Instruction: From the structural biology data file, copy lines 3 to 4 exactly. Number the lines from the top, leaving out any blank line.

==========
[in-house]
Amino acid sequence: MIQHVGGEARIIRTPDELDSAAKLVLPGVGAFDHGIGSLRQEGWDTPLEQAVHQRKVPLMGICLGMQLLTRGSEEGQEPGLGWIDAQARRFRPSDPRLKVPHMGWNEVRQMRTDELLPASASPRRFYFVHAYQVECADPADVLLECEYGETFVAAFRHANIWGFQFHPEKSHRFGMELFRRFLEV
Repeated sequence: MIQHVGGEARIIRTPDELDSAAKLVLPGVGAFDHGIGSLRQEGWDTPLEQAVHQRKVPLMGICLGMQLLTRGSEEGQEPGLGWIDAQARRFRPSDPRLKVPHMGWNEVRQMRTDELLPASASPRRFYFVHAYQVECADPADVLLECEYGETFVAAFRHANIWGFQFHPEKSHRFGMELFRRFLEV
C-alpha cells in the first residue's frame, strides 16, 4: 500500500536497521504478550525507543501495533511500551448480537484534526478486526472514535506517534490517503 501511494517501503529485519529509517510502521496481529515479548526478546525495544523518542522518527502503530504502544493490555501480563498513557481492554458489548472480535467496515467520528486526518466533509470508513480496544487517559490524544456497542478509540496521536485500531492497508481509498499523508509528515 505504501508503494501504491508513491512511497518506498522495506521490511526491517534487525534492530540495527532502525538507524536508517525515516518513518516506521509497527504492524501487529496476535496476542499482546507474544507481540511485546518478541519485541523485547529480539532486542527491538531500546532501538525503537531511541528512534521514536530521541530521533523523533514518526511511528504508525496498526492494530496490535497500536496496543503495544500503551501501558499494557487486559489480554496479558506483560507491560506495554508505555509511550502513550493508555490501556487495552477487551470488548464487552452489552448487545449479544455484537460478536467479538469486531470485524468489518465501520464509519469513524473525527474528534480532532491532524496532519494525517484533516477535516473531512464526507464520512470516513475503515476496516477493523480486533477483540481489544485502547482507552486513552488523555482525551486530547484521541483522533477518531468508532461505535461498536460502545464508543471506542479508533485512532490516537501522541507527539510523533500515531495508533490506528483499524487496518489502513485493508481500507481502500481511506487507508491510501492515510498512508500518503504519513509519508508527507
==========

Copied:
Repeated sequence: MIQHVGGEARIIRTPDELDSAAKLVLPGVGAFDHGIGSLRQEGWDTPLEQAVHQRKVPLMGICLGMQLLTRGSEEGQEPGLGWIDAQARRFRPSDPRLKVPHMGWNEVRQMRTDELLPASASPRRFYFVHAYQVECADPADVLLECEYGETFVAAFRHANIWGFQFHPEKSHRFGMELFRRFLEV
C-alpha cells in the first residue's frame, strides 16, 4: 500500500536497521504478550525507543501495533511500551448480537484534526478486526472514535506517534490517503 501511494517501503529485519529509517510502521496481529515479548526478546525495544523518542522518527502503530504502544493490555501480563498513557481492554458489548472480535467496515467520528486526518466533509470508513480496544487517559490524544456497542478509540496521536485500531492497508481509498499523508509528515 505504501508503494501504491508513491512511497518506498522495506521490511526491517534487525534492530540495527532502525538507524536508517525515516518513518516506521509497527504492524501487529496476535496476542499482546507474544507481540511485546518478541519485541523485547529480539532486542527491538531500546532501538525503537531511541528512534521514536530521541530521533523523533514518526511511528504508525496498526492494530496490535497500536496496543503495544500503551501501558499494557487486559489480554496479558506483560507491560506495554508505555509511550502513550493508555490501556487495552477487551470488548464487552452489552448487545449479544455484537460478536467479538469486531470485524468489518465501520464509519469513524473525527474528534480532532491532524496532519494525517484533516477535516473531512464526507464520512470516513475503515476496516477493523480486533477483540481489544485502547482507552486513552488523555482525551486530547484521541483522533477518531468508532461505535461498536460502545464508543471506542479508533485512532490516537501522541507527539510523533500515531495508533490506528483499524487496518489502513485493508481500507481502500481511506487507508491510501492515510498512508500518503504519513509519508508527507